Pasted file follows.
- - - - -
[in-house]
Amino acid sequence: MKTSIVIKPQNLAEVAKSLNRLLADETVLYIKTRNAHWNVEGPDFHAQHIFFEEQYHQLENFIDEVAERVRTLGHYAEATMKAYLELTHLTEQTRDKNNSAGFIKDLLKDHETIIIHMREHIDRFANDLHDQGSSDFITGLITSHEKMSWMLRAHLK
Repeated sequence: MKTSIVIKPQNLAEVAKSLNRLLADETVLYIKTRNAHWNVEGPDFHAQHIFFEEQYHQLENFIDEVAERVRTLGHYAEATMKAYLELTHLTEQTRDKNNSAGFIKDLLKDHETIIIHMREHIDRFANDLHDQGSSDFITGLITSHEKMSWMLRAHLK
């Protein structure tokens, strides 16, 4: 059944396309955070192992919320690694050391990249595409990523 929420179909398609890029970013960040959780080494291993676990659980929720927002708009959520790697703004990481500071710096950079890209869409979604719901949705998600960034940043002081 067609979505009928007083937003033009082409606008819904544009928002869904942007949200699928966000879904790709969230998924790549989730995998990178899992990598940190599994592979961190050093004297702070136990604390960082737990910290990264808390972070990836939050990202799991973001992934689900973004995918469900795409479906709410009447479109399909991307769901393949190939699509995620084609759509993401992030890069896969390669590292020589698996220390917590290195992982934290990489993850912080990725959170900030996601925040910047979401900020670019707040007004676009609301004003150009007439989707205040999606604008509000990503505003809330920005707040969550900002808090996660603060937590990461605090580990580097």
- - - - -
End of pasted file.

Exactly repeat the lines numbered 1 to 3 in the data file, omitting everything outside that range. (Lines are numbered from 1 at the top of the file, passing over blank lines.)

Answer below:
[in-house]
Amino acid sequence: MKTSIVIKPQNLAEVAKSLNRLLADETVLYIKTRNAHWNVEGPDFHAQHIFFEEQYHQLENFIDEVAERVRTLGHYAEATMKAYLELTHLTEQTRDKNNSAGFIKDLLKDHETIIIHMREHIDRFANDLHDQGSSDFITGLITSHEKMSWMLRAHLK
Repeated sequence: MKTSIVIKPQNLAEVAKSLNRLLADETVLYIKTRNAHWNVEGPDFHAQHIFFEEQYHQLENFIDEVAERVRTLGHYAEATMKAYLELTHLTEQTRDKNNSAGFIKDLLKDHETIIIHMREHIDRFANDLHDQGSSDFITGLITSHEKMSWMLRAHLK